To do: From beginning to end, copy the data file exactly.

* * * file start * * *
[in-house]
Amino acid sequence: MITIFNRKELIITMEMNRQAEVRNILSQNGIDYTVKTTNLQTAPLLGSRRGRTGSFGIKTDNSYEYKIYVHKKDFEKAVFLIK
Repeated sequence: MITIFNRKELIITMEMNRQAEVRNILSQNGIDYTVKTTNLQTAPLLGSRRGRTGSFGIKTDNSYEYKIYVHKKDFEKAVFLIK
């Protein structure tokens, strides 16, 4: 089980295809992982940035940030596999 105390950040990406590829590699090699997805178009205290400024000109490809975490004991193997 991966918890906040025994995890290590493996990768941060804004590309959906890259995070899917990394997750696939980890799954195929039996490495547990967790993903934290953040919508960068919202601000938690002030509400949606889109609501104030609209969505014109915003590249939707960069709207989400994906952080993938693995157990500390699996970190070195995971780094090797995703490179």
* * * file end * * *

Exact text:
[in-house]
Amino acid sequence: MITIFNRKELIITMEMNRQAEVRNILSQNGIDYTVKTTNLQTAPLLGSRRGRTGSFGIKTDNSYEYKIYVHKKDFEKAVFLIK
Repeated sequence: MITIFNRKELIITMEMNRQAEVRNILSQNGIDYTVKTTNLQTAPLLGSRRGRTGSFGIKTDNSYEYKIYVHKKDFEKAVFLIK
């Protein structure tokens, strides 16, 4: 089980295809992982940035940030596999 105390950040990406590829590699090699997805178009205290400024000109490809975490004991193997 991966918890906040025994995890290590493996990768941060804004590309959906890259995070899917990394997750696939980890799954195929039996490495547990967790993903934290953040919508960068919202601000938690002030509400949606889109609501104030609209969505014109915003590249939707960069709207989400994906952080993938693995157990500390699996970190070195995971780094090797995703490179």